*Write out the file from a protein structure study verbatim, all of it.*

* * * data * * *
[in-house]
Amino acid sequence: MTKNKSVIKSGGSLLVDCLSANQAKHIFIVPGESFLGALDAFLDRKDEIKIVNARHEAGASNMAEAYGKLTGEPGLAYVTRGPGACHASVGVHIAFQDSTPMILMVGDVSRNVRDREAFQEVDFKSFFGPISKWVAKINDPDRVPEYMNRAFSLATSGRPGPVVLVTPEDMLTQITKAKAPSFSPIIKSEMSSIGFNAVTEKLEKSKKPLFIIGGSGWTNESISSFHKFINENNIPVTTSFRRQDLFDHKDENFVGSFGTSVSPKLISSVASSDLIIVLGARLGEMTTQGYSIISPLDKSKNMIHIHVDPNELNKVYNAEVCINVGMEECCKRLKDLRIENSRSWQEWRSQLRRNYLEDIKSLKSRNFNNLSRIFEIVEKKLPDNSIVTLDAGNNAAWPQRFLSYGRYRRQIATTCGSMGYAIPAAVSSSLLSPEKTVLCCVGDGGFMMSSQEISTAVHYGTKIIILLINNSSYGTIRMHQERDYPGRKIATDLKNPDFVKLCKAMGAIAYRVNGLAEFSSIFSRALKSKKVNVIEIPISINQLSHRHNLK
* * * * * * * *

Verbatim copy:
[in-house]
Amino acid sequence: MTKNKSVIKSGGSLLVDCLSANQAKHIFIVPGESFLGALDAFLDRKDEIKIVNARHEAGASNMAEAYGKLTGEPGLAYVTRGPGACHASVGVHIAFQDSTPMILMVGDVSRNVRDREAFQEVDFKSFFGPISKWVAKINDPDRVPEYMNRAFSLATSGRPGPVVLVTPEDMLTQITKAKAPSFSPIIKSEMSSIGFNAVTEKLEKSKKPLFIIGGSGWTNESISSFHKFINENNIPVTTSFRRQDLFDHKDENFVGSFGTSVSPKLISSVASSDLIIVLGARLGEMTTQGYSIISPLDKSKNMIHIHVDPNELNKVYNAEVCINVGMEECCKRLKDLRIENSRSWQEWRSQLRRNYLEDIKSLKSRNFNNLSRIFEIVEKKLPDNSIVTLDAGNNAAWPQRFLSYGRYRRQIATTCGSMGYAIPAAVSSSLLSPEKTVLCCVGDGGFMMSSQEISTAVHYGTKIIILLINNSSYGTIRMHQERDYPGRKIATDLKNPDFVKLCKAMGAIAYRVNGLAEFSSIFSRALKSKKVNVIEIPISINQLSHRHNLK